Meanwhile, SBI Research pegged the cash shortfall in the system at Rs 70,000 crore, which is a third of the monthly withdrawals at ATMs.
In a note that comes a day after reports of currency shortages made national headlines, it said Rs 15,291 billion was withdrawn from ATMs in the second half of FY2017-18, 12.2 per cent higher than the previous six months.
Currently, the circulation currently at Rs 18.17 lakh crore is higher than pre-note ban levels of Rs 17.77 lakh crore. Government sources said on an average 10-12 per cent of ATMs at a given point of time remain under maintenance or closed and so currently only a small number of ATMs are extraordinarly out of service. Reports of cash shortage first emerged from southern states of Andhra and Telengana.
Interestingly, Andhra Pradesh and Telegana which received highest cash supply in the country in the last two years faces cash shortage, indicating tendency to hoard high denomination currency notes.
According to the RBI data, during November 2016 to March 2017, Rs 82,168 crore was supplied to Hyderabad office of RBI which is the highest amongst all the offices of RBI in the country.
Meanwhile, India’s largest lender, the State Bank of India (SBI) said on Wednesday that cash availability at its ATMs had increased in the 24 hours following reports from different parts of the country of currency shortages and ATMs running dry.
Several other lenders, including Punjab National Bank (PNB), Canara Bank and Axis Bank, claimed that cash shortage at ATMs was limited to select pockets.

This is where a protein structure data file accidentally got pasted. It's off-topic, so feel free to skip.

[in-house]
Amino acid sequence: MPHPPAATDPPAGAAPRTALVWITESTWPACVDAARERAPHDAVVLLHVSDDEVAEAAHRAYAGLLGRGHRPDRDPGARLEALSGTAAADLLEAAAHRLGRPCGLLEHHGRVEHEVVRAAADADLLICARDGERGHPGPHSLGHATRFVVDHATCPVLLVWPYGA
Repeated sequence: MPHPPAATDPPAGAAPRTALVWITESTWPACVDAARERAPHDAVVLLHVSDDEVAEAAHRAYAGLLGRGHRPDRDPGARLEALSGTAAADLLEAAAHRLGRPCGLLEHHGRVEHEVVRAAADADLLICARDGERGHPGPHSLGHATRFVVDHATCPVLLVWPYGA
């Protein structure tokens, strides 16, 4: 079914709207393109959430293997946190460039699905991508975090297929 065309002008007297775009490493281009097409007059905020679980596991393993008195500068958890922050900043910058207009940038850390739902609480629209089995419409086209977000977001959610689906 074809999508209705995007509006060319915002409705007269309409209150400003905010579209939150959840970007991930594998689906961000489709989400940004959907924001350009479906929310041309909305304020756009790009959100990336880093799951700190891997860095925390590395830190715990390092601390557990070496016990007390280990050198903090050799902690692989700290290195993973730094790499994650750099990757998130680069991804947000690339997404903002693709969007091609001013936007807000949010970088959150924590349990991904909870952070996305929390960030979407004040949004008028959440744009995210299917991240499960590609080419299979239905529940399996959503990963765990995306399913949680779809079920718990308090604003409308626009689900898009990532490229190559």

An unusual spurt in demand for currency led to many ATMs and banks running out of cash in Uttar Pradesh, Madhya Pradesh, poll-bound Karnataka and some other states, even as the government and the Reserve Bank of India (RBI) assured the public that there was no currency shortage.
“Availability of cash in SBI ATM has improved in the last 24 hours. Efforts are being made on a continuous basis to improve the cash availability further in a few geographies. Overall issue of less cash should come to normalcy within soonest possible time,” said Neeraj Vyas, DMD (Chief Operating Officer), SBI.
In a statement by SBI, he further said that the bank is constantly monitoring the situation and making immense efforts to ensure the supply of currency in abundance at all SBI ATMs.
A SBI spokesperson said that in general, the normalcy rates at the bank’s ATMs remains at 92 percent. “It had dropped to around 85 percent yesterday. But the situation has improved today.”
When asked about its ATMs, private sector Axis Bank said it has enough cash, which is “better than the industry average and there is no such crisis”.
“Even if there are cases of ATMs running out of money, it is because people from other banks are coming to withdraw money,” an Axis Bank official said.
The Reserve Bank had said last evening that there was no shortage of currency, even as it had ramped up printing of notes at all its four presses.
The Finance ministry too had said printing of Rs 500 notes was being increased five-fold.
When contacted, PNB, Bank of India and Canara Bank claimed that shortage of cash at their ATMs was limited to some pockets only and that they are dealing with the situation.